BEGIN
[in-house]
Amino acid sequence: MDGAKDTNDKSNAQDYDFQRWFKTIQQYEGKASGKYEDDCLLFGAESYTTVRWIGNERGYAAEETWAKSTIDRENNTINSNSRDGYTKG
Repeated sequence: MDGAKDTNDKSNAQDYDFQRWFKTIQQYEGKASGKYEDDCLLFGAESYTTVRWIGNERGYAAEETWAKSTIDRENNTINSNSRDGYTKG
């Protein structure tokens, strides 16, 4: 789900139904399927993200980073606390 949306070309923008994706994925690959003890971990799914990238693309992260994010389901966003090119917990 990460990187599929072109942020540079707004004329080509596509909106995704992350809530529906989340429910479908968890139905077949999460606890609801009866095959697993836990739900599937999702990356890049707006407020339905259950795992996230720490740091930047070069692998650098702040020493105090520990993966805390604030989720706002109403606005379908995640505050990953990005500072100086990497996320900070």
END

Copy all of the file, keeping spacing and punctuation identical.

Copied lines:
[in-house]
Amino acid sequence: MDGAKDTNDKSNAQDYDFQRWFKTIQQYEGKASGKYEDDCLLFGAESYTTVRWIGNERGYAAEETWAKSTIDRENNTINSNSRDGYTKG
Repeated sequence: MDGAKDTNDKSNAQDYDFQRWFKTIQQYEGKASGKYEDDCLLFGAESYTTVRWIGNERGYAAEETWAKSTIDRENNTINSNSRDGYTKG
């Protein structure tokens, strides 16, 4: 789900139904399927993200980073606390 949306070309923008994706994925690959003890971990799914990238693309992260994010389901966003090119917990 990460990187599929072109942020540079707004004329080509596509909106995704992350809530529906989340429910479908968890139905077949999460606890609801009866095959697993836990739900599937999702990356890049707006407020339905259950795992996230720490740091930047070069692998650098702040020493105090520990993966805390604030989720706002109403606005379908995640505050990953990005500072100086990497996320900070």